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CMSC 414 Computer and Network Security Lecture 16 Jonathan Katz.

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Presentation on theme: "CMSC 414 Computer and Network Security Lecture 16 Jonathan Katz."— Presentation transcript:

1 CMSC 414 Computer and Network Security Lecture 16 Jonathan Katz

2 Challenge-response  Client and server share a key k  Generically: server sends R; user sends f(k, R)  For which f will this be secure?  What if R is non-repeating, but predictable?  Drawbacks –No mutual authentication –No key exchange –Dictionary attack if k is low entropy –Insecure against server compromise

3 “Reverse” challenge-response  Server sends f(k, R) and client sends R –I.e., send a ciphertext and have user decrypt it  Mutual authentication (if decrypts “validly”)??  Which f are suitable?  Weaknesses? –Uses encryption for authentication (Note that a MAC cannot, in general, be used) –Vulnerable to dictionary attack just by false attempted login (not eavesdropping) –Authentication of server assumes no replay…

4 Single-flow protocol  Use time instead of a server-generated challenge  User sends –What if she had used encryption, or a hash? –What about just sending MAC K (time)?  No server state; single message  Considerations? –Requires (loosely) synchronized clocks –Must guard against replay… –What if user has same key on multiple servers? –Clock reset attacks; clock DoS attacks! –No mutual authentication

5 Public-key protocol  What if we instantiate challenge-response or reverse challenge-response with signatures or public-key encryption? –Is it secure?  Possible resistance to server compromise (as we have seen already)  Is it a problem that the adversary can get the client to sign an arbitrary value? –Use different keys for different purposes

6 Adding mutual authentication  Double challenge-response in 4 rounds  Client sends their name  Server sends a nonce R  Client sends f(k, R) and R’  Server sends f(k, R’)  Again, what f should be used?

7 Mutual authentication in 3 rounds?  Can we compress the previous protocol to 3 rounds? –Client sends their name, R’ –Server sends f(k, R’) and R –Client sends f(k, R)  Seems ok…

8 Mutual authentication in 3 rounds  Insecure! (reflection attack using two server connections…) –Also vulnerable to off-line password guessing without eavesdropping –To improve security, make protocol asymmetric –No such attack on original protocol Security principle: let initiator prove its identity first  A good illustration that designing secure protocols is very subtle! –Another warning against modifying existing protocols even in seemingly “innocuous” ways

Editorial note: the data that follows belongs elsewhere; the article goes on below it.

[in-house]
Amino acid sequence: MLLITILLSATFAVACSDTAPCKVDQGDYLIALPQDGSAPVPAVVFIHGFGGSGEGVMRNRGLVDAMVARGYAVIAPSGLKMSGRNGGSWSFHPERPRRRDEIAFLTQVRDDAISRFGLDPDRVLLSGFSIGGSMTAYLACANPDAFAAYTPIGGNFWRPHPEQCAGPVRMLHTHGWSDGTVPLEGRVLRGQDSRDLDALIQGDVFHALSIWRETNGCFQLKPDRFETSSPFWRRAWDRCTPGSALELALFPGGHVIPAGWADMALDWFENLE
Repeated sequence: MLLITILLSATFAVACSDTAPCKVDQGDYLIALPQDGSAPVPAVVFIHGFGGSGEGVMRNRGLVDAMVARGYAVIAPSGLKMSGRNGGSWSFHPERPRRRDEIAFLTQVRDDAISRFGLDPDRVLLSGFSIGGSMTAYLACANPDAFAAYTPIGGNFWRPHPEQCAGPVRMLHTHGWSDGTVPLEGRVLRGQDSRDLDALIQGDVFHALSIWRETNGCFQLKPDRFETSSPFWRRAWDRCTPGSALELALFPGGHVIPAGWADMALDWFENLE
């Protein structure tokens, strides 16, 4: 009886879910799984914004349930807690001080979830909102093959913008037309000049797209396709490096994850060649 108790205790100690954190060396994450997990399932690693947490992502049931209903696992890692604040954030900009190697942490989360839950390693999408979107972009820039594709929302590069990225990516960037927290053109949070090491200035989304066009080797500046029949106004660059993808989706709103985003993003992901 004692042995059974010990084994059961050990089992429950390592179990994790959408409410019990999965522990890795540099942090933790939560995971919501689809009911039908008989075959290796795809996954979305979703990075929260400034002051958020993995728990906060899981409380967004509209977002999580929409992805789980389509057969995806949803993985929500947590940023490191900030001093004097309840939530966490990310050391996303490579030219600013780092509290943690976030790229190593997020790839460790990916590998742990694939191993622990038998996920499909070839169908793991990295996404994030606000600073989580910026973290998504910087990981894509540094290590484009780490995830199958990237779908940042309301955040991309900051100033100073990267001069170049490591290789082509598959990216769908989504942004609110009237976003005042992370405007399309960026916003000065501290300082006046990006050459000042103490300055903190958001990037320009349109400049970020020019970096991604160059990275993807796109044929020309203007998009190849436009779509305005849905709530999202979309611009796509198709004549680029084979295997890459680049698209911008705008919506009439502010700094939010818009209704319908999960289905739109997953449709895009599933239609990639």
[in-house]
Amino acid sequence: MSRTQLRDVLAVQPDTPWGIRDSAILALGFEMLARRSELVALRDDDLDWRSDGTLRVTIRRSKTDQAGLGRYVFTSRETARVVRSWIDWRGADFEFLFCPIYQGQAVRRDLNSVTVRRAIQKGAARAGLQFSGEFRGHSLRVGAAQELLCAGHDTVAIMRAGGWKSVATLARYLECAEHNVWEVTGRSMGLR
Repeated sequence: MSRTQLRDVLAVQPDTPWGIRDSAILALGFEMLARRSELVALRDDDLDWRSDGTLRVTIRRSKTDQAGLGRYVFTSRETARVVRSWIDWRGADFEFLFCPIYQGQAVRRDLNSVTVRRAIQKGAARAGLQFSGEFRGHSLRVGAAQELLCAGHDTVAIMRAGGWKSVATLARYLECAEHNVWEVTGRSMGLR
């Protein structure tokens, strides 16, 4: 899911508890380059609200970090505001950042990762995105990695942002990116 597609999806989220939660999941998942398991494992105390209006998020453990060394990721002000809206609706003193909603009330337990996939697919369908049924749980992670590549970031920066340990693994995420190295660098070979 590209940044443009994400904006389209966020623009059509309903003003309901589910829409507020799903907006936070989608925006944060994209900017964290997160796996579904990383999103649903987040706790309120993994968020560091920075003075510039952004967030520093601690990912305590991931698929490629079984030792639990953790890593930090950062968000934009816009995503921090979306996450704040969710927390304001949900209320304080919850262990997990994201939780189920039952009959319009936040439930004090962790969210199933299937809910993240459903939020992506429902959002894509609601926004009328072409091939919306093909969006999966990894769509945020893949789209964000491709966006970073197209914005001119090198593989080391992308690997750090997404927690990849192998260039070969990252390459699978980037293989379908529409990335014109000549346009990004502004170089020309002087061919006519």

9 Using timestamps?  User sends, server responds with MAC K (time+1) –What if they used encryption instead?  Vulnerabilities? –Symmetric protocol…

10 A public-key protocol  Client sends Enc pks (R)  Server sends R, Enc pkc (R’)  Client sends R’  Security? –Vulnerable to chosen-ciphertext attacks… –Seems better to use signatures  How does the client obtain pks and skc? –One option is to download “credentials” from another site using a password

11 Establishing a session key  Use the (secure) double challenge-response protocol from earlier; let the session key be F k (R+1) –Is this secure? –How to fix?  (Note: the fix suggested in the book is bad)

12 Public-key based…  Include E pk (session-key) in protocol? –No authentication of the ciphertext  Encrypt session-key and sign the result? –No forward secrecy… –Potentially vulnerable to replay attacks  Client sends E pks (R 1 ); server sends E pkc (R 2 ); session key is R 1 +R 2 –Reasonable… –Why isn’t it a problem that the ciphertexts are not authenticated? –Implicit vs. explicit authentication

13 Authenticated Diffie-Hellman  Add signatures/MACs and nonces to Diffie- Hellman protocol –Note: achieves forward secrecy –A lot of subtle details involved…

14 Authentication with password + public key  Say that only the server has a known public key (e.g., SSL) –Server sends R –Client sends E pk (R, password, session-key)  Insecure in general!!! –But secure if encryption scheme is chosen appropriately  Can be extended to give mutual authentication

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